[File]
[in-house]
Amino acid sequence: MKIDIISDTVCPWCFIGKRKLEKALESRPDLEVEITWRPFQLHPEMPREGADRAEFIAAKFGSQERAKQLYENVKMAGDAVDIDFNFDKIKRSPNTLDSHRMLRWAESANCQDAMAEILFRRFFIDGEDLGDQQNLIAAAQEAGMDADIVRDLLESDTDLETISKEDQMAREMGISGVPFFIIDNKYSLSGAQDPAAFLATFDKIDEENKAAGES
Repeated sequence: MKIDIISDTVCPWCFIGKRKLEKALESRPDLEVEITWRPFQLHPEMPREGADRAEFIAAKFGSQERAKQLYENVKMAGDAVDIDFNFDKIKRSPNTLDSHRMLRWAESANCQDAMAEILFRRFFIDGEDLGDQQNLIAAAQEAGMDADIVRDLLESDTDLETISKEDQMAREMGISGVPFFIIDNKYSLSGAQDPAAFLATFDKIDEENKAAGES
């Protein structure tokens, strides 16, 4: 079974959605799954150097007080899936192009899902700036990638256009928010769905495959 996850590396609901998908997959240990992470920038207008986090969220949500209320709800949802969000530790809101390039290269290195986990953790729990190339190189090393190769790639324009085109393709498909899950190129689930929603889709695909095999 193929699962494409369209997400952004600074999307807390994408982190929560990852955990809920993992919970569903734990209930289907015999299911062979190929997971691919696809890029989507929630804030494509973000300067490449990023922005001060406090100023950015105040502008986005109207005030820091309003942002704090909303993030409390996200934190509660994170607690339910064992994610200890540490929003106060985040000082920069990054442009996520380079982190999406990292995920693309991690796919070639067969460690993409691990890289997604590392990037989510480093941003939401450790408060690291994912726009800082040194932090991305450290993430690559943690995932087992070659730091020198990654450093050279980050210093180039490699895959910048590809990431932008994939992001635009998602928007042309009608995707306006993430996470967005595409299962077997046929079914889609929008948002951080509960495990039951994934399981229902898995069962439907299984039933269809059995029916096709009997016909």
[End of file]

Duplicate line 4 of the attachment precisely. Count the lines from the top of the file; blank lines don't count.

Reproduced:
């Protein structure tokens, strides 16, 4: 079974959605799954150097007080899936192009899902700036990638256009928010769905495959 996850590396609901998908997959240990992470920038207008986090969220949500209320709800949802969000530790809101390039290269290195986990953790729990190339190189090393190769790639324009085109393709498909899950190129689930929603889709695909095999 193929699962494409369209997400952004600074999307807390994408982190929560990852955990809920993992919970569903734990209930289907015999299911062979190929997971691919696809890029989507929630804030494509973000300067490449990023922005001060406090100023950015105040502008986005109207005030820091309003942002704090909303993030409390996200934190509660994170607690339910064992994610200890540490929003106060985040000082920069990054442009996520380079982190999406990292995920693309991690796919070639067969460690993409691990890289997604590392990037989510480093941003939401450790408060690291994912726009800082040194932090991305450290993430690559943690995932087992070659730091020198990654450093050279980050210093180039490699895959910048590809990431932008994939992001635009998602928007042309009608995707306006993430996470967005595409299962077997046929079914889609929008948002951080509960495990039951994934399981229902898995069962439907299984039933269809059995029916096709009997016909």